The faith paid off. Williams said the Indian Embassy in Washington, D.C., wants to display her photos, and she’s thinking of becoming a professional documentary photographer like Koster.
“The reason I’m more serious about it,” Williams said, “is I see what it can do. Humanitarian-wise, it can really stir people to action.”
Cynthia LaRowe, 40, director of global learning at Starbucks in Seattle, met Koster through a photography class and quickly recognized a kindred spirit.
LaRowe, who used to work overseas in the nonprofit sector, caught the photography bug when she was in her 20s. She remembers racing down a street in Indonesia, her 35 mm camera swinging from her neck, to capture images of an elaborate funeral procession winding through the streets.
India had long been in LaRowe’s sights and she was eager to experience its friendly and intense street atmosphere.
“India is like this full-body, full-impact experience from the moment you hit the ground,” LaRowe said. “There are so many people, so much sensory input.”
The impact of one
LaRowe was especially inspired by Vatsalya founder Jaimala Gupta, whose nongovernmental organization offers microloans for women’s startup businesses and manages to raise and educate 54 orphans on a yearly budget of $700 per child.
LaRowe said Gupta’s persistence showed her the impact a single person can have, even in a populous nation like India, and she hopes to incorporate that sense of mission in her own life.
“I am a person who’s all about changing the world,” she said. “I’m kind of reminded of that through Jaimala’s story.”
The fourth participant, Conrad Chavez, 41, is a self-employed tech writer for the software industry. If you’ve ever used Adobe Photoshop, you may have come across his words in the manual.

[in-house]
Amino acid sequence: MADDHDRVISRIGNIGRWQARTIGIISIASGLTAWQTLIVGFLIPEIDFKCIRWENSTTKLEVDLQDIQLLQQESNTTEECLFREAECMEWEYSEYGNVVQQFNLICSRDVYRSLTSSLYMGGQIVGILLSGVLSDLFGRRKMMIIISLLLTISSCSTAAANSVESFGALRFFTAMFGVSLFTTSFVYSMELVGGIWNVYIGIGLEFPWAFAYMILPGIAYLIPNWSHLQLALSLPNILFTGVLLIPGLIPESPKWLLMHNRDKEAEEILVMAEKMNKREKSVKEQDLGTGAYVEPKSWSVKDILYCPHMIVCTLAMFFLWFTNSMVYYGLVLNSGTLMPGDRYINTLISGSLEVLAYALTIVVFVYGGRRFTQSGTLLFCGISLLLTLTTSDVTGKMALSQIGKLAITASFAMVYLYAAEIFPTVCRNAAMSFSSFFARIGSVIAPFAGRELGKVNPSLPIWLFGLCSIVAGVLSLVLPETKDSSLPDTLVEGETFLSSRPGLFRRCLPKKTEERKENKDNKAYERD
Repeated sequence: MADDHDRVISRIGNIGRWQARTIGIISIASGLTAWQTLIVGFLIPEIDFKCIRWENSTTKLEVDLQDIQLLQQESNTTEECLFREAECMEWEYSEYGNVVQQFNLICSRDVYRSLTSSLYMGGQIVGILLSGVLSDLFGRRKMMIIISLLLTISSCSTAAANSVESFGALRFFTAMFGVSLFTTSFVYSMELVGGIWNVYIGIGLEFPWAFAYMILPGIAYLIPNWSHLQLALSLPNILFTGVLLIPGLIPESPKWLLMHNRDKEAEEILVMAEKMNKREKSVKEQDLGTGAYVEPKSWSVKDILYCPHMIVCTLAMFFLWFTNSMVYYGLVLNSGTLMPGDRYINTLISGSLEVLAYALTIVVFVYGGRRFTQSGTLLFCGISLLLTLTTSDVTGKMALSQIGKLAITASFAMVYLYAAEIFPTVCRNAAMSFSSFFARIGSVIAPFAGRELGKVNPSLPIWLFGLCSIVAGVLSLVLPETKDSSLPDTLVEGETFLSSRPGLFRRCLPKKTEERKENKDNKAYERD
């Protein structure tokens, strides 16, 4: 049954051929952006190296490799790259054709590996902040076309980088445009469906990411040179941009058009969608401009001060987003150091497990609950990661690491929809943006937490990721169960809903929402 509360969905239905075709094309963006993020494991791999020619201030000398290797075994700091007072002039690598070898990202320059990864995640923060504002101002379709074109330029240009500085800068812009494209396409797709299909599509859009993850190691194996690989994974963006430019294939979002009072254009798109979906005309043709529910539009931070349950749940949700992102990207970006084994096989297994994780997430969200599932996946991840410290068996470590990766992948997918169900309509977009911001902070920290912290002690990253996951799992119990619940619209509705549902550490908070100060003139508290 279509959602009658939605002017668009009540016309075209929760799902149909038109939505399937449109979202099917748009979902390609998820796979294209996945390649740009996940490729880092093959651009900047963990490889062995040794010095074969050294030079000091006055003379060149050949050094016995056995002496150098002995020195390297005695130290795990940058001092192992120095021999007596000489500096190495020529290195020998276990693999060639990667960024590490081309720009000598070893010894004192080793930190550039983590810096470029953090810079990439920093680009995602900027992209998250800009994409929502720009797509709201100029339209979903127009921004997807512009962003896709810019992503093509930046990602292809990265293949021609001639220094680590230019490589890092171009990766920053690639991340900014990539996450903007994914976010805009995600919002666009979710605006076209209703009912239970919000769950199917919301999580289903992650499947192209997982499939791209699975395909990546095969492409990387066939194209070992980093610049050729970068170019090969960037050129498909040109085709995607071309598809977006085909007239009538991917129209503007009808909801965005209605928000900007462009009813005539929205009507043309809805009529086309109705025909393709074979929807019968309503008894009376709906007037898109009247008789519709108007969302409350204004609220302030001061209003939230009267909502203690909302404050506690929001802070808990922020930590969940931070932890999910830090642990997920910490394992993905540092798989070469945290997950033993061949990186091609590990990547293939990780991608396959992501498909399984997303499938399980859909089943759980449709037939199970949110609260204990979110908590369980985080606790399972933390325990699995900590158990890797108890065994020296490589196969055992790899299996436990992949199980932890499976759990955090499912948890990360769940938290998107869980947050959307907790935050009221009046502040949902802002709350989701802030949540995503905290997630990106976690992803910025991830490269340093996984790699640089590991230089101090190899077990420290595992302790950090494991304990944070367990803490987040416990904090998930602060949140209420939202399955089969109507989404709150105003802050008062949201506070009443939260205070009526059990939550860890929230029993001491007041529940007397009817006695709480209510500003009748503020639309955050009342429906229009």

On the side, Chavez does fine-art photography. Some of his photos will be included in a book Vatsalya plans to publish about children in India.
Chavez, a friend of Koster, said he joined the tour to learn about the cultural context within which India’s high-tech revolution is taking place. He also worries about the environmental impact as India and China industrialize. Will they follow in the footsteps of the West, or can they become models of sustainable development?
“When I was there, I got a sense of how big India is and how big an impact it’s going to have as it grows,” Chavez said. “If you’re thinking about how to save the world, you really do have to account for these other countries.”
Koster, who likes to think of any act of change as a pebble that starts ripples, hopes the Vatsalya photo exhibit inspires viewers to launch their own global explorations.
“If even half of Americans would travel internationally,” she said, “I feel like it would be a different world.”
Buoyed by the success of the first photo tour, Amanda Koster plans to lead another Salaam Garage tour to India in the fall, with future outings planned for Vietnam, Central America, Morocco and, if stability returns, Kenya.
Upon their return, participants are expected to document their experiences through photos, stories, dance or other media.
“The people who are going to gravitate to this,” Koster said, “are people who are going to understand the power of storytelling.”
Photo credits: All photos in this story were taken by tour participants. In order of appearance, they were taken by Linda Steen, Conrad Chavez, Danielle Williams and Cynthia LaRowe.